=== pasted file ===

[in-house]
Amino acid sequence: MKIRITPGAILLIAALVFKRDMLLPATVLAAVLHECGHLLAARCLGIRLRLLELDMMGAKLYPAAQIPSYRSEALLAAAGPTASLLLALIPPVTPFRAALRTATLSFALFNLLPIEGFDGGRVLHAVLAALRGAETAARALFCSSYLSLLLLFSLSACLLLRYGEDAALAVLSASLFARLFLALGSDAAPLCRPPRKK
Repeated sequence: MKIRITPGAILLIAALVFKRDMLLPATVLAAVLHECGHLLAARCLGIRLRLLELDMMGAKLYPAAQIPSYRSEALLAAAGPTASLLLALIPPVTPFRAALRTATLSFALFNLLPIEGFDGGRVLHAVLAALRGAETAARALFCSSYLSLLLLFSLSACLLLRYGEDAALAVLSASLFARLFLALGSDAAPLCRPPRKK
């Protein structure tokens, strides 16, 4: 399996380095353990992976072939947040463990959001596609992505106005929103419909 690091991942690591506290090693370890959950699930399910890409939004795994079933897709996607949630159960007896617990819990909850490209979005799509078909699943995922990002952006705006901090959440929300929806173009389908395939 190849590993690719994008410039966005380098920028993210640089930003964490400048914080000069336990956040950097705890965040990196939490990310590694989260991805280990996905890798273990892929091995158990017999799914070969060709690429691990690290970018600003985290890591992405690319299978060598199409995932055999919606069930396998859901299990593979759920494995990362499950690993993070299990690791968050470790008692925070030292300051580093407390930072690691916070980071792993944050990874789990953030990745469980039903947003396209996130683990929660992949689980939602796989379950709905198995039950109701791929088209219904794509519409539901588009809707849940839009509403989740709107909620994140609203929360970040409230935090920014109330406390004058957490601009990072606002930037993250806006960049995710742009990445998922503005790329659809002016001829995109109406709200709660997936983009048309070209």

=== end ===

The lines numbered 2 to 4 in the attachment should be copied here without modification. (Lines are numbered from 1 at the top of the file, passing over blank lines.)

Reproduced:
Amino acid sequence: MKIRITPGAILLIAALVFKRDMLLPATVLAAVLHECGHLLAARCLGIRLRLLELDMMGAKLYPAAQIPSYRSEALLAAAGPTASLLLALIPPVTPFRAALRTATLSFALFNLLPIEGFDGGRVLHAVLAALRGAETAARALFCSSYLSLLLLFSLSACLLLRYGEDAALAVLSASLFARLFLALGSDAAPLCRPPRKK
Repeated sequence: MKIRITPGAILLIAALVFKRDMLLPATVLAAVLHECGHLLAARCLGIRLRLLELDMMGAKLYPAAQIPSYRSEALLAAAGPTASLLLALIPPVTPFRAALRTATLSFALFNLLPIEGFDGGRVLHAVLAALRGAETAARALFCSSYLSLLLLFSLSACLLLRYGEDAALAVLSASLFARLFLALGSDAAPLCRPPRKK
């Protein structure tokens, strides 16, 4: 399996380095353990992976072939947040463990959001596609992505106005929103419909 690091991942690591506290090693370890959950699930399910890409939004795994079933897709996607949630159960007896617990819990909850490209979005799509078909699943995922990002952006705006901090959440929300929806173009389908395939 190849590993690719994008410039966005380098920028993210640089930003964490400048914080000069336990956040950097705890965040990196939490990310590694989260991805280990996905890798273990892929091995158990017999799914070969060709690429691990690290970018600003985290890591992405690319299978060598199409995932055999919606069930396998859901299990593979759920494995990362499950690993993070299990690791968050470790008692925070030292300051580093407390930072690691916070980071792993944050990874789990953030990745469980039903947003396209996130683990929660992949689980939602796989379950709905198995039950109701791929088209219904794509519409539901588009809707849940839009509403989740709107909620994140609203929360970040409230935090920014109330406390004058957490601009990072606002930037993250806006960049995710742009990445998922503005790329659809002016001829995109109406709200709660997936983009048309070209």